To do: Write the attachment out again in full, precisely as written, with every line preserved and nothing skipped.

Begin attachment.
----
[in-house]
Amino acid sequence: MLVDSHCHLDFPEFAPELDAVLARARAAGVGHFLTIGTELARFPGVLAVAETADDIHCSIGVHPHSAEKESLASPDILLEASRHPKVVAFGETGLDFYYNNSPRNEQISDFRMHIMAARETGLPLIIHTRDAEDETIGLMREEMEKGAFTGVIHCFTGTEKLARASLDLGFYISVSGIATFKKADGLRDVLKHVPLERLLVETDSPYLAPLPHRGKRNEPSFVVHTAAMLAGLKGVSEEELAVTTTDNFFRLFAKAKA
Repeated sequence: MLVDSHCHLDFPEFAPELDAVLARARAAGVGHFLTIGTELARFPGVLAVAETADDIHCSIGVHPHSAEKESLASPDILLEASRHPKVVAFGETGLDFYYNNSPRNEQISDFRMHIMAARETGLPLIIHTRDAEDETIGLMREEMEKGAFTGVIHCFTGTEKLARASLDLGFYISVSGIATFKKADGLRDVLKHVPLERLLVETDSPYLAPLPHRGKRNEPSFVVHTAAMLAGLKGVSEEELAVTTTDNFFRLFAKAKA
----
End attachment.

[in-house]
Amino acid sequence: MLVDSHCHLDFPEFAPELDAVLARARAAGVGHFLTIGTELARFPGVLAVAETADDIHCSIGVHPHSAEKESLASPDILLEASRHPKVVAFGETGLDFYYNNSPRNEQISDFRMHIMAARETGLPLIIHTRDAEDETIGLMREEMEKGAFTGVIHCFTGTEKLARASLDLGFYISVSGIATFKKADGLRDVLKHVPLERLLVETDSPYLAPLPHRGKRNEPSFVVHTAAMLAGLKGVSEEELAVTTTDNFFRLFAKAKA
Repeated sequence: MLVDSHCHLDFPEFAPELDAVLARARAAGVGHFLTIGTELARFPGVLAVAETADDIHCSIGVHPHSAEKESLASPDILLEASRHPKVVAFGETGLDFYYNNSPRNEQISDFRMHIMAARETGLPLIIHTRDAEDETIGLMREEMEKGAFTGVIHCFTGTEKLARASLDLGFYISVSGIATFKKADGLRDVLKHVPLERLLVETDSPYLAPLPHRGKRNEPSFVVHTAAMLAGLKGVSEEELAVTTTDNFFRLFAKAKA